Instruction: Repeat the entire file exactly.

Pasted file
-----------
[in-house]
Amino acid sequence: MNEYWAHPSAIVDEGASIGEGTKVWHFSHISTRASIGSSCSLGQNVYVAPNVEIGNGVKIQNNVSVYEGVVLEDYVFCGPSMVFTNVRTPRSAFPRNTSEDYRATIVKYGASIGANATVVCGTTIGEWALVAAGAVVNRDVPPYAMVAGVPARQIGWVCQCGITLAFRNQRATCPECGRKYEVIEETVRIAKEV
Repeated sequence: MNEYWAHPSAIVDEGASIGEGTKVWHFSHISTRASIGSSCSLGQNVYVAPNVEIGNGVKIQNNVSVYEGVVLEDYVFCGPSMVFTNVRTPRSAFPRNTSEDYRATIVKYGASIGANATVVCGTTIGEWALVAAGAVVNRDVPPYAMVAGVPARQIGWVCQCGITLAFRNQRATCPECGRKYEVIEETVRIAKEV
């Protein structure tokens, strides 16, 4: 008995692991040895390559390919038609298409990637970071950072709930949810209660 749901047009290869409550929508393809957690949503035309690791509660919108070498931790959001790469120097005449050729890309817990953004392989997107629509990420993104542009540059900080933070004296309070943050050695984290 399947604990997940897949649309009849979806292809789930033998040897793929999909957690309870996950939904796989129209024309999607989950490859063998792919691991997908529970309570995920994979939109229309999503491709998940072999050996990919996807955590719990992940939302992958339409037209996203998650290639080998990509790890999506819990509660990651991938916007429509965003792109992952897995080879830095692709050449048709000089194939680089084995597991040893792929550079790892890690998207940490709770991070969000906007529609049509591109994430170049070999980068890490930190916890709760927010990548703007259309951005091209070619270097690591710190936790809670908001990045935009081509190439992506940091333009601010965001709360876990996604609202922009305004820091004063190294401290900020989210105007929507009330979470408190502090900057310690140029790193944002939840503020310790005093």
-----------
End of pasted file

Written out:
[in-house]
Amino acid sequence: MNEYWAHPSAIVDEGASIGEGTKVWHFSHISTRASIGSSCSLGQNVYVAPNVEIGNGVKIQNNVSVYEGVVLEDYVFCGPSMVFTNVRTPRSAFPRNTSEDYRATIVKYGASIGANATVVCGTTIGEWALVAAGAVVNRDVPPYAMVAGVPARQIGWVCQCGITLAFRNQRATCPECGRKYEVIEETVRIAKEV
Repeated sequence: MNEYWAHPSAIVDEGASIGEGTKVWHFSHISTRASIGSSCSLGQNVYVAPNVEIGNGVKIQNNVSVYEGVVLEDYVFCGPSMVFTNVRTPRSAFPRNTSEDYRATIVKYGASIGANATVVCGTTIGEWALVAAGAVVNRDVPPYAMVAGVPARQIGWVCQCGITLAFRNQRATCPECGRKYEVIEETVRIAKEV
């Protein structure tokens, strides 16, 4: 008995692991040895390559390919038609298409990637970071950072709930949810209660 749901047009290869409550929508393809957690949503035309690791509660919108070498931790959001790469120097005449050729890309817990953004392989997107629509990420993104542009540059900080933070004296309070943050050695984290 399947604990997940897949649309009849979806292809789930033998040897793929999909957690309870996950939904796989129209024309999607989950490859063998792919691991997908529970309570995920994979939109229309999503491709998940072999050996990919996807955590719990992940939302992958339409037209996203998650290639080998990509790890999506819990509660990651991938916007429509965003792109992952897995080879830095692709050449048709000089194939680089084995597991040893792929550079790892890690998207940490709770991070969000906007529609049509591109994430170049070999980068890490930190916890709760927010990548703007259309951005091209070619270097690591710190936790809670908001990045935009081509190439992506940091333009601010965001709360876990996604609202922009305004820091004063190294401290900020989210105007929507009330979470408190502090900057310690140029790193944002939840503020310790005093």